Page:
cover image Deathright


Dev Stryker. Tor Books, $21.95 (315pp) ISBN 978-0-312-85386-0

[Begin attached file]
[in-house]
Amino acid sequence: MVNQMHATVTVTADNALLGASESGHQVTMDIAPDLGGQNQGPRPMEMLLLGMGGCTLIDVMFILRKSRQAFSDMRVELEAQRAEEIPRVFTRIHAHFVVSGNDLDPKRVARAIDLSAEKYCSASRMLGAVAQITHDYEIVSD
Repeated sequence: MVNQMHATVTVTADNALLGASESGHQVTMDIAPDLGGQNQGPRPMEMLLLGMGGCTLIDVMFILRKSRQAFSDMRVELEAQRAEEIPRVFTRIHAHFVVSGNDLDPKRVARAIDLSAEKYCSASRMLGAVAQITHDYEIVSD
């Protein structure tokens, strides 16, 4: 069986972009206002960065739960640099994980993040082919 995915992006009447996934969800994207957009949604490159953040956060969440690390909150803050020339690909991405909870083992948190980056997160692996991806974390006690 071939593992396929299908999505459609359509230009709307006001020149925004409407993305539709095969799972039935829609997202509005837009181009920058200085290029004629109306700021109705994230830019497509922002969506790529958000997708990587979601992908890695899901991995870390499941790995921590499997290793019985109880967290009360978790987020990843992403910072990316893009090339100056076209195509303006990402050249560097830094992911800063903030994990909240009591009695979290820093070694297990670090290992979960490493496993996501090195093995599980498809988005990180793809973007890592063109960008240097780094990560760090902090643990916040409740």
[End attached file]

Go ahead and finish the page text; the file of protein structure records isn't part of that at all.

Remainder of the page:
This rapid-fire political thriller delivers all the high-voltage excitement, gory mayhem, trendy biotech-warfare lore and edge-of-the-seat tension that rabid genre devotees require. It begins on a remote Caribbean island where political prisoners are forcibly infected with a deadly virus. Close at hand are Arthur Pierce, a semiretired American intelligence operative; his daughter Amelia; a shady killer; and the killer's son, also an assassin by profession. Their numbers are quickly reduced as Amelia takes out the mysterious hit-man and his son reciprocates by executing her father, using a modus operandi a lot like that of his infamous parent (which leads to some confusion for the remainder of the narrative). Amelia takes off, armed with the operative's skills her dad passed on and a code book detailing the virus, its intended target and its awful power. Trailing her is another operative, who may or may not be on her side, and the son, now revealed as a killing machine with no name, programmed by a foreign power, tortured by a few scant memories of childhood and keen to include Amelia in acting out some very unwholesome fantasies. Stryker, a pseudonym for a pair of bestselling thriller writers, steadily ups the body count and plays several slick tricks with multiple murderers, skillfully keeping Amelia unsure about who's breathing and who isn't. The requisite shocks, emotional and visceral, come without ceasing. (Jan.)